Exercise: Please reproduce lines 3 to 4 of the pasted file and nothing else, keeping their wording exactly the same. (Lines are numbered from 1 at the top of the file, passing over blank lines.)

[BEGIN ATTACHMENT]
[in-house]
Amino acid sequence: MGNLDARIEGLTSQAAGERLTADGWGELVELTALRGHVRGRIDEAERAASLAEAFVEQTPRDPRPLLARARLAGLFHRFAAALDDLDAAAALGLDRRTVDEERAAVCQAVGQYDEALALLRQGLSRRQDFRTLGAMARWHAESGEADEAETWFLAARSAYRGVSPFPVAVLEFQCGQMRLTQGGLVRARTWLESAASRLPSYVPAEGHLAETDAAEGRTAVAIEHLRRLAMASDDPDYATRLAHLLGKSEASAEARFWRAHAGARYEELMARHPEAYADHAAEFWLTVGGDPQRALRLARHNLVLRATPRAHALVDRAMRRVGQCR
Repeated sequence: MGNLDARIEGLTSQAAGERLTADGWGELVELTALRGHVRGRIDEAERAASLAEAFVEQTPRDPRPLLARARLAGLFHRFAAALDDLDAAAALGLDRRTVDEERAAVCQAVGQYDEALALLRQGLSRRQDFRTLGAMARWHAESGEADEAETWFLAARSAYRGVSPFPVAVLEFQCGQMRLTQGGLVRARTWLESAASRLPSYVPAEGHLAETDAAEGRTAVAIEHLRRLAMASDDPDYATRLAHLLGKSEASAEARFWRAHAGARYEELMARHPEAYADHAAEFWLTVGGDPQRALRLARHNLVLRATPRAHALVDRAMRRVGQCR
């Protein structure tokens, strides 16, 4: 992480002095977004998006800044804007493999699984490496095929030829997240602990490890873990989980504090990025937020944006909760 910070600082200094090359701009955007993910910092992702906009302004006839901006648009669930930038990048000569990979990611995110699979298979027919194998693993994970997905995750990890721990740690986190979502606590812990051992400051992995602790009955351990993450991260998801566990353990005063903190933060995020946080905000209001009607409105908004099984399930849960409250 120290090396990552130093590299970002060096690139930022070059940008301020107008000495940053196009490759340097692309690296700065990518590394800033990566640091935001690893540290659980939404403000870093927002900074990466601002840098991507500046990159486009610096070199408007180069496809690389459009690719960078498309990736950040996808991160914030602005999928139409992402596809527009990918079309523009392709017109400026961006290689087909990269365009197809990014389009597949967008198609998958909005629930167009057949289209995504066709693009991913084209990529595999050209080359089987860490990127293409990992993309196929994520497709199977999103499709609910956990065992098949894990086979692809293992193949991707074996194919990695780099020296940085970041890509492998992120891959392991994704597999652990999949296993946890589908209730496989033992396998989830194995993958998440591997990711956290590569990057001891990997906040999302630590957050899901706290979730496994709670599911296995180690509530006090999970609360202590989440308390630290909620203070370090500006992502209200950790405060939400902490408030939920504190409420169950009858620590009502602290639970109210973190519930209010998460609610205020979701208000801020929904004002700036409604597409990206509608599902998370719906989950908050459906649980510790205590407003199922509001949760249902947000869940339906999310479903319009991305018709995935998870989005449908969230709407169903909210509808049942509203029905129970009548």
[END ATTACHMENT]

Repeated sequence: MGNLDARIEGLTSQAAGERLTADGWGELVELTALRGHVRGRIDEAERAASLAEAFVEQTPRDPRPLLARARLAGLFHRFAAALDDLDAAAALGLDRRTVDEERAAVCQAVGQYDEALALLRQGLSRRQDFRTLGAMARWHAESGEADEAETWFLAARSAYRGVSPFPVAVLEFQCGQMRLTQGGLVRARTWLESAASRLPSYVPAEGHLAETDAAEGRTAVAIEHLRRLAMASDDPDYATRLAHLLGKSEASAEARFWRAHAGARYEELMARHPEAYADHAAEFWLTVGGDPQRALRLARHNLVLRATPRAHALVDRAMRRVGQCR
């Protein structure tokens, strides 16, 4: 992480002095977004998006800044804007493999699984490496095929030829997240602990490890873990989980504090990025937020944006909760 910070600082200094090359701009955007993910910092992702906009302004006839901006648009669930930038990048000569990979990611995110699979298979027919194998693993994970997905995750990890721990740690986190979502606590812990051992400051992995602790009955351990993450991260998801566990353990005063903190933060995020946080905000209001009607409105908004099984399930849960409250 120290090396990552130093590299970002060096690139930022070059940008301020107008000495940053196009490759340097692309690296700065990518590394800033990566640091935001690893540290659980939404403000870093927002900074990466601002840098991507500046990159486009610096070199408007180069496809690389459009690719960078498309990736950040996808991160914030602005999928139409992402596809527009990918079309523009392709017109400026961006290689087909990269365009197809990014389009597949967008198609998958909005629930167009057949289209995504066709693009991913084209990529595999050209080359089987860490990127293409990992993309196929994520497709199977999103499709609910956990065992098949894990086979692809293992193949991707074996194919990695780099020296940085970041890509492998992120891959392991994704597999652990999949296993946890589908209730496989033992396998989830194995993958998440591997990711956290590569990057001891990997906040999302630590957050899901706290979730496994709670599911296995180690509530006090999970609360202590989440308390630290909620203070370090500006992502209200950790405060939400902490408030939920504190409420169950009858620590009502602290639970109210973190519930209010998460609610205020979701208000801020929904004002700036409604597409990206509608599902998370719906989950908050459906649980510790205590407003199922509001949760249902947000869940339906999310479903319009991305018709995935998870989005449908969230709407169903909210509808049942509203029905129970009548």